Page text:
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Forecasting The Future Of The Middle East’s Aviation Industry

Forecasting The Future Of The Middle East’s Aviation Industry

The industry needs to tackle its airspace and regulation challenges to ensure further growth, writes the vice president, Member External Relations at IATA.


One hundred years ago, on January 1 1914, a single plane with a single passenger crossed the bay from St. Petersburg to Tampa in Florida. That flight was the first scheduled commercial passenger flight in history.

Since that first hop across the bay, aviation has grown to service nearly 3.3 billion passengers a year across nearly 50,000 air routes. It is an amazing story of growth which has benefitted every corner of the globe, not least the Arab region.

The latest figures from Oxford Economics estimate that in the Middle East, two million jobs and around $116 billion of GDP are supported by aviation. Traffic is growing at 10 per cent this year, and the prospects for the future look good.

According to the new IATA 20-year forecast, the Middle East will be the joint fastest growing region, expanding nearly five per cent per annum. By 2034, there will be more than 380 million passengers passing through the region every year.

That growth is being driven by rising incomes, favourable demographics, and the falling cost of air travel.

Aviation in this region has also benefited enormously from strategic investments and very positive policies by governments, particularly those in the Gulf.

However, this story of success does not mean that there aren’t significant challenges to be addressed, particularly with respect to air traffic management and regulation.

It is crucial that the Arab region learns from Europe’s mistakes and ensures that air traffic management does not become its Achilles heel in its bid to grow air transport.

Airspace constraints in the Gulf mean delays for passengers and additional costs for airlines. The lack of capacity is a great concern and greater civil-military cooperation for the flexible use of airspace is urgently required.

The players in the region need to buy in urgently to a vision for seamless airspace management and then work together in a team effort to make it happen. Technology should be implemented in a cohesive way so that one country does not overinvest in systems that cannot be used across the region.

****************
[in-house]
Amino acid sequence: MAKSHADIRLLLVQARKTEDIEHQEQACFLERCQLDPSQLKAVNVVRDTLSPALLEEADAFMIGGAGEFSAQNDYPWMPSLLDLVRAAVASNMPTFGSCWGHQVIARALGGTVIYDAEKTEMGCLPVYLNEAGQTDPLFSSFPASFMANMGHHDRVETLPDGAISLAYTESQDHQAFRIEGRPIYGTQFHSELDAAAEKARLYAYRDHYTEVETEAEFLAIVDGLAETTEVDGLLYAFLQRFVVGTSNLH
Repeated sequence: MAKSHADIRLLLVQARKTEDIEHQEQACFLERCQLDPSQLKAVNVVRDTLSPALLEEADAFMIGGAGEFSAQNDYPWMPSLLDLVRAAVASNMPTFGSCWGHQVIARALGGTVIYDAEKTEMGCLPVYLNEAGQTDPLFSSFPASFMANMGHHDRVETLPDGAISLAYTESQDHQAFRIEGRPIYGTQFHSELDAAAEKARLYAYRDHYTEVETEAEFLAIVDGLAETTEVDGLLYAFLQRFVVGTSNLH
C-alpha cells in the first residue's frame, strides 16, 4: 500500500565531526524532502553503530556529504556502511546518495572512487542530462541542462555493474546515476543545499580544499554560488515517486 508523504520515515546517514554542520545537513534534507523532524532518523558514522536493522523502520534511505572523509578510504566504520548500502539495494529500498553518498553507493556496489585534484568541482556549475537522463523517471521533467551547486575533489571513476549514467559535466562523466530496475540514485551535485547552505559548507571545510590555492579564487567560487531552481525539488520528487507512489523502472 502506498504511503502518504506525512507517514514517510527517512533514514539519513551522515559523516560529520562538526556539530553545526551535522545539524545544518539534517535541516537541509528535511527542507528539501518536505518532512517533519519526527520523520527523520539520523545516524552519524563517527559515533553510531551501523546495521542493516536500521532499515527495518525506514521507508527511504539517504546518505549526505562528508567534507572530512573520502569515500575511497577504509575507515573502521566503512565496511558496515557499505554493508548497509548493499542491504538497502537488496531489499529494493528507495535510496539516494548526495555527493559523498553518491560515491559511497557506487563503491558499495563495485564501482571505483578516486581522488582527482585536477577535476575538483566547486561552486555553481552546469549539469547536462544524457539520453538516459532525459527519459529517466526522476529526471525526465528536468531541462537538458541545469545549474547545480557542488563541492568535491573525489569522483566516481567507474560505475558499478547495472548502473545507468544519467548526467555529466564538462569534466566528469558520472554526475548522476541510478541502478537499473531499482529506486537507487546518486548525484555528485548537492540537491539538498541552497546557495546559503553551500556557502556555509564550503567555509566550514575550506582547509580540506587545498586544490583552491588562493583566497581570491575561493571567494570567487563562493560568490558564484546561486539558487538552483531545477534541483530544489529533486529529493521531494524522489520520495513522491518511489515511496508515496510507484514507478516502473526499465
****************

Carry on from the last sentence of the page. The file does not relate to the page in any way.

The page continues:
Smart regulation is desperately needed for aviation connectivity to thrive.

But there is growing evidence that governments in the region are tempted to emulate some poor legislation originating from Europe and the US, particularly with regard to consumer protection.

IATA’s core principles on consumer protection, endorsed by our membership at our 2013 Annual General Meeting, are based on lessons learned from existing regimes.

They attempt to minimise the unintended consequences of such regulatory regimes and strike a balance between protecting passengers and ensuring industry competitiveness. We call on governments to incorporate these principles into their deliberations on this issue.

Aviation has been a huge success story in much of the Arab region. It has an unrivalled reputation for growth and excellent standards of customer service.

However if huge future potential is to be met, it will need a concerted, joined up effort from both industry and governments in order to ensure that infrastructure and regulation are optimised for success.

We have the pleasure of hindsight looking back a hundred years to that first commercial flight across Tampa Bay.

The entrepreneur who organised that first commercial flight, Percival Fansler, said: “What was impossible yesterday is an accomplishment of today – while tomorrow heralds the unbelievable”.

As we look forward into the 21st century, we can see that aviation is poised to enter its next century with the Arab region ready to lead the way.


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